Brett Sokolow has been a model of inconsistency in the campus “rape wars.” As president of the National Center for Higher Education Risk Management (NCHERM), he has carved out a reputation as a foe of due process, but he surprised almost everyone this past spring by suggesting that he had knowledge of between eight and thirteen cases in which a male student was brought up on sexual assault claims on the basis of weak or non-existent evidence. In “a lot of these cases,” a NCHERM document noted, “the campus is holding the male accountable in spite of the evidence—or lack thereof—because they think they are supposed to, and that doing so is what OCR wants.”
At the same time, Sokolow has proved almost wholly unconcerned with the relationship between these unjust outcomes and procedures that tilt heavily in the favor of the accuser. Even as he recognized a surge in dubious convictions, he praised the OCR’s due process-unfriendly “Dear Colleague” letter. And last week, he curiously attacked FIRE’s efforts to achieve procedural fairness in campus sexual assault cases. Sokolow charged that FIRE’s criticism of OCR’s mandate that colleges use a preponderance-of-evidence in sexual assault cases reflected a “one-sided role in the gender wars.” Why? Because using anything other than a 50.01 percent level of certainty “only [emphasis added] protects those who would sexually assault others.”
Tell that to Caleb Warner, the former University of North Dakota student. He was found culpable for sexual assault under a preponderance threshold—even as his accuser was charged by police with filing a false report. It’s hard to imagine UND would have falsely branded him a rapist if it had used a clear-and-convincing threshold. It’s also hard to imagine that someone who has conceded that students are being improperly found culpable, as Sokolow has, could similarly suggest that colleges having a threshold with a 75% certainty of guilt “only” protects rapists.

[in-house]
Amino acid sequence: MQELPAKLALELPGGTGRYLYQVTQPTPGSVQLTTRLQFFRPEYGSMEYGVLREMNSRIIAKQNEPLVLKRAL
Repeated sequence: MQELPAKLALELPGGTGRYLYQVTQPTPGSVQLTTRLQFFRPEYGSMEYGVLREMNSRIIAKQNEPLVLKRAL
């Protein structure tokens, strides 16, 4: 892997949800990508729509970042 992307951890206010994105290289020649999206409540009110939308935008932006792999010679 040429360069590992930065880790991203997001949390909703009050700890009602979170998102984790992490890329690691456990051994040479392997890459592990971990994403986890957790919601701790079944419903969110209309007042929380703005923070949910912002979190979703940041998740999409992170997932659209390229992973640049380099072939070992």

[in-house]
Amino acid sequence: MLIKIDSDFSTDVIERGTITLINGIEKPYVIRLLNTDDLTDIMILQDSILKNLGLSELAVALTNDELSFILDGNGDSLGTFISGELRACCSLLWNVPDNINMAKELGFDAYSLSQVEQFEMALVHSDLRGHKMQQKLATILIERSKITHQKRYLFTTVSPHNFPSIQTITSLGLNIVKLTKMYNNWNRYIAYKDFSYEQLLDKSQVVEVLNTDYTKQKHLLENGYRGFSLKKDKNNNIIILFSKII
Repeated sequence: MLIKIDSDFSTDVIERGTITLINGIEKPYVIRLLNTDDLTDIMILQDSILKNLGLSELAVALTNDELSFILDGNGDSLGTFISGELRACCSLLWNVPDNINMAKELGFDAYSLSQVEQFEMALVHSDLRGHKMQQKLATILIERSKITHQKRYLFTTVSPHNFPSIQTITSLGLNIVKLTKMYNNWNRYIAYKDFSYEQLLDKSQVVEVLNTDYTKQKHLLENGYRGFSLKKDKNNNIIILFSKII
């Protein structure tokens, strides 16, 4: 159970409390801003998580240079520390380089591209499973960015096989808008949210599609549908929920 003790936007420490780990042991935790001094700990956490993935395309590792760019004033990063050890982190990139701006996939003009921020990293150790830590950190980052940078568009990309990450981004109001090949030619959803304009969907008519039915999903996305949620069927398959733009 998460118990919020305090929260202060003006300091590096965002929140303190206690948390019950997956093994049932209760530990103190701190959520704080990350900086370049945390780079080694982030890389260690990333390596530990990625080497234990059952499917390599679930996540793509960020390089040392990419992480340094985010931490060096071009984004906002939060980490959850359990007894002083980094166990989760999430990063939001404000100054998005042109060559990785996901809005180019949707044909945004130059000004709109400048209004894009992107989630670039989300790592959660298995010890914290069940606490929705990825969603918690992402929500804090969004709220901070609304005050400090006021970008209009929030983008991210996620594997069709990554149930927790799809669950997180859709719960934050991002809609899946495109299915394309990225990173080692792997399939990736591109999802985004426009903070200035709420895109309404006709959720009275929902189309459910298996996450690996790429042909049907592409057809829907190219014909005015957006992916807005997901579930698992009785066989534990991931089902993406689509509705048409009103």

In the past week, Sokolow has been in the news less for his backward attitudes toward due process than for his transparent attempts to profit off the post-“Dear Colleague” letter landscape. The Chronicle of Higher Education reports that Sokolow has offered his firm’s services (for a fee, of course) to handle investigation and adjudication of sexual assault cases.
Meanwhile, BuzzFeed’s Katie Baker took time from her “rape culture” beat to publicize complaints from anti-due process activists against Sokolow. (How much of this outrage flows from a reaction to Sokolow’s off-message springtime comments about improper disciplinary actions remains unclear.) In the event, Baker obtains quotes from several legal figures criticizing Sokolow; Cornell law professor emeritus Charles Wolfram described Sokolow’s behavior as “pretty indefensible, kind of stupid, and could certainly get him in trouble” with the bar.
That said, the two central complaints raised in the Baker article said more about the unusual worldview of the anti-due process activists themselves than about Sokolow. The first involved “Anna,” the Hobart and Smith accuser portrayed in the recent New York Times article. Sokolow, who has been retained by HWS, sent “Anna” an e-mail asking for more information about her case and for a copy of her OCR complaint. (This was the alleged ethical violation highlighted by Baker, since Sokolow e-mailed “Anna” rather than her attorney.) Anna’s response, as relayed to Baker: the e-mail “disgusted me and dredged up all the trauma of the past year as I was trying to move on.” So, according to Baker’s portrayal, “Anna” gave a lengthy interview to the New York Times, filed a Title IX complaint, and has said that she returned to HWS to raise the profile of the issue—but an e-mail from a college contractor “dredged up all the trauma of the past year”?
The second area of focus revolved around Sokolow motives. Laura Dunn, of an organization called SurvJustice, fumed, “As a victim, I have watched Brett Sokolow profit from sexual violence.” The context of Dunn’s quote? Sokolow had asked her to speak at a conference, but had turned down her demand for a $650 payment.
But Dunn is outraged by those who seek to “profit from sexual violence.”